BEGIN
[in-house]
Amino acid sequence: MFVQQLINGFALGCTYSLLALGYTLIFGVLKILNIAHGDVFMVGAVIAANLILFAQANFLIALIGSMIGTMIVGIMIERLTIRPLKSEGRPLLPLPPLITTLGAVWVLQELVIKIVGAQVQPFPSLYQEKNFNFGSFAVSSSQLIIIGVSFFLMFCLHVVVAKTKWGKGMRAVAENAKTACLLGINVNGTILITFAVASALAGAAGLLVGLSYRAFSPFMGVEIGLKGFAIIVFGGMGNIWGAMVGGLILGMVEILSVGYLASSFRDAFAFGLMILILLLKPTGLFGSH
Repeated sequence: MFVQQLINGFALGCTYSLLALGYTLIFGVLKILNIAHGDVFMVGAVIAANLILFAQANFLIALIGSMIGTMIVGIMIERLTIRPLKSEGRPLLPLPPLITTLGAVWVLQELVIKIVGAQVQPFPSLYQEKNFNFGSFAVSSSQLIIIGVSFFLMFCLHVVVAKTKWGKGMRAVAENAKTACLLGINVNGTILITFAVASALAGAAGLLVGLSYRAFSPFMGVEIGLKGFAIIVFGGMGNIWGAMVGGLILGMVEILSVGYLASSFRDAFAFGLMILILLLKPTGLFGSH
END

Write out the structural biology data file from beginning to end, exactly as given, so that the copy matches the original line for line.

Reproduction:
[in-house]
Amino acid sequence: MFVQQLINGFALGCTYSLLALGYTLIFGVLKILNIAHGDVFMVGAVIAANLILFAQANFLIALIGSMIGTMIVGIMIERLTIRPLKSEGRPLLPLPPLITTLGAVWVLQELVIKIVGAQVQPFPSLYQEKNFNFGSFAVSSSQLIIIGVSFFLMFCLHVVVAKTKWGKGMRAVAENAKTACLLGINVNGTILITFAVASALAGAAGLLVGLSYRAFSPFMGVEIGLKGFAIIVFGGMGNIWGAMVGGLILGMVEILSVGYLASSFRDAFAFGLMILILLLKPTGLFGSH
Repeated sequence: MFVQQLINGFALGCTYSLLALGYTLIFGVLKILNIAHGDVFMVGAVIAANLILFAQANFLIALIGSMIGTMIVGIMIERLTIRPLKSEGRPLLPLPPLITTLGAVWVLQELVIKIVGAQVQPFPSLYQEKNFNFGSFAVSSSQLIIIGVSFFLMFCLHVVVAKTKWGKGMRAVAENAKTACLLGINVNGTILITFAVASALAGAAGLLVGLSYRAFSPFMGVEIGLKGFAIIVFGGMGNIWGAMVGGLILGMVEILSVGYLASSFRDAFAFGLMILILLLKPTGLFGSH